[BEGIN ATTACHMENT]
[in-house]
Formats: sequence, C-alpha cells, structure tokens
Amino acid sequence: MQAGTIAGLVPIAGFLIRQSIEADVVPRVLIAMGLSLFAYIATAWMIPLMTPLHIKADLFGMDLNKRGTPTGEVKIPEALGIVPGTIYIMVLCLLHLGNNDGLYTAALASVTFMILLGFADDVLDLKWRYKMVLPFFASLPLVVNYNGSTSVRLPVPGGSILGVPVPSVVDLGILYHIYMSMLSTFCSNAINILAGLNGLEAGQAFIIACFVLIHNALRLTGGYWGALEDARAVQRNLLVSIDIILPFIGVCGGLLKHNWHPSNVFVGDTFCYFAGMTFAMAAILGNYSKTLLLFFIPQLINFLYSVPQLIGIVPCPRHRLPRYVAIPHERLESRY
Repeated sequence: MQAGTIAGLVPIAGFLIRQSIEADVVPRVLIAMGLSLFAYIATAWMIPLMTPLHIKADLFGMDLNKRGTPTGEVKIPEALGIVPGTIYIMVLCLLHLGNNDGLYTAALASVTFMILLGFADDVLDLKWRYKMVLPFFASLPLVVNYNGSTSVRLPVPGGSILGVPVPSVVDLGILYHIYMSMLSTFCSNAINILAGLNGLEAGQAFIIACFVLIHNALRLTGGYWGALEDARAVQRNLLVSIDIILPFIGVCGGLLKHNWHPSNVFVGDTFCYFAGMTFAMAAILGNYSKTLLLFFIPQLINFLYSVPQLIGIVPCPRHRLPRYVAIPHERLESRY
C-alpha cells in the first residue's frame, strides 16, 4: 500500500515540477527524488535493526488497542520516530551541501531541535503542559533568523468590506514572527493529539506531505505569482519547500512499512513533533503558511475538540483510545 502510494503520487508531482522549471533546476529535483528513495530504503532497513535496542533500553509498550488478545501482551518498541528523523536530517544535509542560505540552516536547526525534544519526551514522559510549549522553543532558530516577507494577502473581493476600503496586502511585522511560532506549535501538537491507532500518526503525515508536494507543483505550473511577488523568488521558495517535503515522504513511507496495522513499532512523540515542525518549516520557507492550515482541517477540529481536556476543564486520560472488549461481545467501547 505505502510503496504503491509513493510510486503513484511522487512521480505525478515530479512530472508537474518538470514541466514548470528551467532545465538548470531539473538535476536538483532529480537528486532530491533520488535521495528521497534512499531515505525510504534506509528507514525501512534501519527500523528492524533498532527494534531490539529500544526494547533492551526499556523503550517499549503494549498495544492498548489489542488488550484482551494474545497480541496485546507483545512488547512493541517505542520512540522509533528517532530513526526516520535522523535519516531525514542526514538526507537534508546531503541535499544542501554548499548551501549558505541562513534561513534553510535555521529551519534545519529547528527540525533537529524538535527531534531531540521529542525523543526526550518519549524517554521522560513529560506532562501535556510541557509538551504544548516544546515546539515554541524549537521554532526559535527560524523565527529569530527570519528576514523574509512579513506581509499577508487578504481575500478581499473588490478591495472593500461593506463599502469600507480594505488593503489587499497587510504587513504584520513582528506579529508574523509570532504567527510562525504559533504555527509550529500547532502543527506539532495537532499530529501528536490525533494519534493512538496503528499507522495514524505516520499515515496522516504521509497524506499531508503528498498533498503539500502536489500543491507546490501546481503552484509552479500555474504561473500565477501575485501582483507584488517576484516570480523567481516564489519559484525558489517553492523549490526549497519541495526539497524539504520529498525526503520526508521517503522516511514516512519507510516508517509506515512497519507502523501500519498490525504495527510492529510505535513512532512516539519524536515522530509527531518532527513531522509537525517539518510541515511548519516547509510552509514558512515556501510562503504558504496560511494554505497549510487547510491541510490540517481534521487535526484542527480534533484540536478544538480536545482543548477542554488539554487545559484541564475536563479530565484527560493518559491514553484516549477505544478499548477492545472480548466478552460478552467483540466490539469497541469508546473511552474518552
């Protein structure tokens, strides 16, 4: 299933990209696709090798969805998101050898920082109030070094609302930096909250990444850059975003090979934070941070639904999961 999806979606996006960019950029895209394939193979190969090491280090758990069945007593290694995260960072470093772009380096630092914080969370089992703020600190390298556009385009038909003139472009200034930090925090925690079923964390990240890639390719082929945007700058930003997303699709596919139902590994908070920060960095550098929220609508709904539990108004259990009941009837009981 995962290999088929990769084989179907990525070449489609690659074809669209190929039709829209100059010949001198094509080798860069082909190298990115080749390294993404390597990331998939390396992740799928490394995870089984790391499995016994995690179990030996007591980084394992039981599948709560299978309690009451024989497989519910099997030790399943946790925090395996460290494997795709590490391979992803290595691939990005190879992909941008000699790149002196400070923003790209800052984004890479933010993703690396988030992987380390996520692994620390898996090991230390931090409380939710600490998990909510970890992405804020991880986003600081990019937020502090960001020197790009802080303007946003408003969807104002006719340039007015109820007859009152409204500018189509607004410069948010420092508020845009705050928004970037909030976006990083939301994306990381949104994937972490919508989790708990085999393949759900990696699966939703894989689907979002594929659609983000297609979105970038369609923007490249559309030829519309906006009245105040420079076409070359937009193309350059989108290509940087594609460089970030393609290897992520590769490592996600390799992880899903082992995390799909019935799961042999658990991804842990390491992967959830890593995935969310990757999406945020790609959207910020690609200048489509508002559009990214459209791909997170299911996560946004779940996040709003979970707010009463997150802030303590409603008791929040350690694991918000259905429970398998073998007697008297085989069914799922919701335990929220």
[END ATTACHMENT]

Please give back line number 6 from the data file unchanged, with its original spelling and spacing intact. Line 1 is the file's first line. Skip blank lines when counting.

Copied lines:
């Protein structure tokens, strides 16, 4: 299933990209696709090798969805998101050898920082109030070094609302930096909250990444850059975003090979934070941070639904999961 999806979606996006960019950029895209394939193979190969090491280090758990069945007593290694995260960072470093772009380096630092914080969370089992703020600190390298556009385009038909003139472009200034930090925090925690079923964390990240890639390719082929945007700058930003997303699709596919139902590994908070920060960095550098929220609508709904539990108004259990009941009837009981 995962290999088929990769084989179907990525070449489609690659074809669209190929039709829209100059010949001198094509080798860069082909190298990115080749390294993404390597990331998939390396992740799928490394995870089984790391499995016994995690179990030996007591980084394992039981599948709560299978309690009451024989497989519910099997030790399943946790925090395996460290494997795709590490391979992803290595691939990005190879992909941008000699790149002196400070923003790209800052984004890479933010993703690396988030992987380390996520692994620390898996090991230390931090409380939710600490998990909510970890992405804020991880986003600081990019937020502090960001020197790009802080303007946003408003969807104002006719340039007015109820007859009152409204500018189509607004410069948010420092508020845009705050928004970037909030976006990083939301994306990381949104994937972490919508989790708990085999393949759900990696699966939703894989689907979002594929659609983000297609979105970038369609923007490249559309030829519309906006009245105040420079076409070359937009193309350059989108290509940087594609460089970030393609290897992520590769490592996600390799992880899903082992995390799909019935799961042999658990991804842990390491992967959830890593995935969310990757999406945020790609959207910020690609200048489509508002559009990214459209791909997170299911996560946004779940996040709003979970707010009463997150802030303590409603008791929040350690694991918000259905429970398998073998007697008297085989069914799922919701335990929220």